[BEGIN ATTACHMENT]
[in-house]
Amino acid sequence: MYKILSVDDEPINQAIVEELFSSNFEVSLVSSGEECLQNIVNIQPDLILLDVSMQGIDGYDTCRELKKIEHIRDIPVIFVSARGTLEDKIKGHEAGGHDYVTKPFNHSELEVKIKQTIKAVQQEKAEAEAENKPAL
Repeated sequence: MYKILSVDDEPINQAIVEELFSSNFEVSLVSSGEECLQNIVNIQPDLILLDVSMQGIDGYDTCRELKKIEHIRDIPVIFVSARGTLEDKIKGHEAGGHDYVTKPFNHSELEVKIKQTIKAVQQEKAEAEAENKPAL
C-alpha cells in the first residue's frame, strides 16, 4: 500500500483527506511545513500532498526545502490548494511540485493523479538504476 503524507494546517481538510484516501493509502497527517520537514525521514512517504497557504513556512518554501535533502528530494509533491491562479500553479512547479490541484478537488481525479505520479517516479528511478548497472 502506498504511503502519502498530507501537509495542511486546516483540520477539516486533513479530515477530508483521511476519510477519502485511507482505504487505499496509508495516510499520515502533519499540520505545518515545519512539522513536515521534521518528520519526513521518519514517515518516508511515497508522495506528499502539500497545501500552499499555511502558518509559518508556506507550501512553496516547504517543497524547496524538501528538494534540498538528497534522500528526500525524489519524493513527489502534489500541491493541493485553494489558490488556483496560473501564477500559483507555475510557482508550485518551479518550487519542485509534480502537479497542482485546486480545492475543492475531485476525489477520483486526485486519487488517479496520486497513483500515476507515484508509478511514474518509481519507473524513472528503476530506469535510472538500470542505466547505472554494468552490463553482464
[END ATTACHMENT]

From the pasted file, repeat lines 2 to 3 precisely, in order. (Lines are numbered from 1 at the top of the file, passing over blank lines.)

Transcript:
Amino acid sequence: MYKILSVDDEPINQAIVEELFSSNFEVSLVSSGEECLQNIVNIQPDLILLDVSMQGIDGYDTCRELKKIEHIRDIPVIFVSARGTLEDKIKGHEAGGHDYVTKPFNHSELEVKIKQTIKAVQQEKAEAEAENKPAL
Repeated sequence: MYKILSVDDEPINQAIVEELFSSNFEVSLVSSGEECLQNIVNIQPDLILLDVSMQGIDGYDTCRELKKIEHIRDIPVIFVSARGTLEDKIKGHEAGGHDYVTKPFNHSELEVKIKQTIKAVQQEKAEAEAENKPAL